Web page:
Narn i Hîn Húrin

From Tolkien Gateway
The name Narn i Chîn Húrin refers to more than one character, item or concept. For a list of other meanings, see Narn i Chîn Húrin (disambiguation).
Unfinished Tales
of Númenor and Middle-earth
Part One: The First Age
Part Two: The Second Age
Part Three: The Third Age
Part Four

Narn i Hîn Húrin (Sindarin for "Tale of the Children of Húrin"), also called "The Narn", is a chapter in Unfinished Tales, a posthumously published work of J.R.R. Tolkien edited and published by Christopher Tolkien. It is a long story of all that happened to Húrin and his children Túrin and Nienor, after Húrin was cursed by Morgoth. In 2007, Christopher Tolkien published The Children of Húrin, wherein Tolkien completed the story and completed a single narrative of this tale with minimal editorial presence.

Story[edit | edit source]

The story elaborates on what is told of these characters in the published The Silmarillion, starting with the childhood of Túrin, continuing through the captivity of his father in the Nirnaeth Arnoediad, Túrin's exile in Doriath, to Túrin's time in Nargothrond and ending with his suicide after having slain Glaurung.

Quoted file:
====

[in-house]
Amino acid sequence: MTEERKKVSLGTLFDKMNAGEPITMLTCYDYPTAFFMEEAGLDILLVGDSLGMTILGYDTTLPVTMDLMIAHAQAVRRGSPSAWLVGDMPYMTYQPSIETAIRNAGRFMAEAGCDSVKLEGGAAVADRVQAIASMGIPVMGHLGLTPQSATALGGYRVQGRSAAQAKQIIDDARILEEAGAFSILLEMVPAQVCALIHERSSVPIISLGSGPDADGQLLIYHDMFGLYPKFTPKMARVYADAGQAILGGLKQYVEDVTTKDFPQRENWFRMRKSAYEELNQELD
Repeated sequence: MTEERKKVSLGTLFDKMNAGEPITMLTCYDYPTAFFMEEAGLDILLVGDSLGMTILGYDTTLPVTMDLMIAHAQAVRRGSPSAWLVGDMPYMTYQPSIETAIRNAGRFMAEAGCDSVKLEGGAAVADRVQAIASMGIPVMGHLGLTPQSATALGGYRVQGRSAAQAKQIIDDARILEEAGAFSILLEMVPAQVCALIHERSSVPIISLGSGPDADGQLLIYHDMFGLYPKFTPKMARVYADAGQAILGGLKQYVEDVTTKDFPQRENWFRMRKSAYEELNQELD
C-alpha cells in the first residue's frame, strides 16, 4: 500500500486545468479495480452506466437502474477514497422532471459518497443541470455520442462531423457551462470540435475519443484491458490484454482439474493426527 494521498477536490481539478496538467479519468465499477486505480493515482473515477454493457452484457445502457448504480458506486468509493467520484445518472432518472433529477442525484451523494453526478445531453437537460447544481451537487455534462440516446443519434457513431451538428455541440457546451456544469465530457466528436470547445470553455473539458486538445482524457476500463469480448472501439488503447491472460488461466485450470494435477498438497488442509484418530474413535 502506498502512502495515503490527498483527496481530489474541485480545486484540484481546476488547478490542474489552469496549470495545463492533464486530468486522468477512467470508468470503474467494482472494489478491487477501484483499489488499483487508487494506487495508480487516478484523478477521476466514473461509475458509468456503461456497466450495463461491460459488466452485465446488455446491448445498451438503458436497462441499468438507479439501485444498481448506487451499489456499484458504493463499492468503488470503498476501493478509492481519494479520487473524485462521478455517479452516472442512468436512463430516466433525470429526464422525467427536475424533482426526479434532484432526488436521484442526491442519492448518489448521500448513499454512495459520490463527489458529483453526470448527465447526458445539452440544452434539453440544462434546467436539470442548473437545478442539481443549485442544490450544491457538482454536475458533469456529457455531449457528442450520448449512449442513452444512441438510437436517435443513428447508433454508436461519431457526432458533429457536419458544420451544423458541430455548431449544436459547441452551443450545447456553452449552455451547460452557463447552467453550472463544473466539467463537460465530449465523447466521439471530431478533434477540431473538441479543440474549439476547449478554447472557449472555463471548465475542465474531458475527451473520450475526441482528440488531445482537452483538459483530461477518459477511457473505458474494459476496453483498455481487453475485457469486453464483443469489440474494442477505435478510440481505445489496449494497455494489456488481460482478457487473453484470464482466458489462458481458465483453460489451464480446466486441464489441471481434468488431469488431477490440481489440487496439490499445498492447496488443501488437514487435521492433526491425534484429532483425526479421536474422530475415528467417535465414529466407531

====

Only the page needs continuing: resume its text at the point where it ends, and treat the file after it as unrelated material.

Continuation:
The story has some inconsistencies when compared with The Silmarillion, and at points there are gaps and multiple versions. This is because Tolkien never finished the story during his lifetime, and his son Christopher Tolkien had to choose from all the work to create a consistent narrative for The Silmarillion.

The story of the Narn continues in the Later Narn, which is published in Unfinished Tales, and in the "Wanderings of Húrin", a text which was found to be too different in style from the rest of The Silmarillion, but which continues the Narn after Túrin's death. It ends with Húrin's eventual release and the bad deeds which follow him. This story was finally published in The War of the Jewels.

Publishing notes[edit | edit source]

Note that the title of the Narn is wrongly given as Narn i Hîn Húrin in the published Silmarillion and Unfinished Tales. This was an editorial decision by Christopher Tolkien which he later regretted, done only to prevent people from pronouncing Chîn like the English "chin".[1]

See also[edit | edit source]


  1. J.R.R. Tolkien, Christopher Tolkien (ed.), The Lost Road and Other Writings, "Part Two: Valinor and Middle-earth before The Lord of the Rings, VI. Quenta Silmarillion", p. 322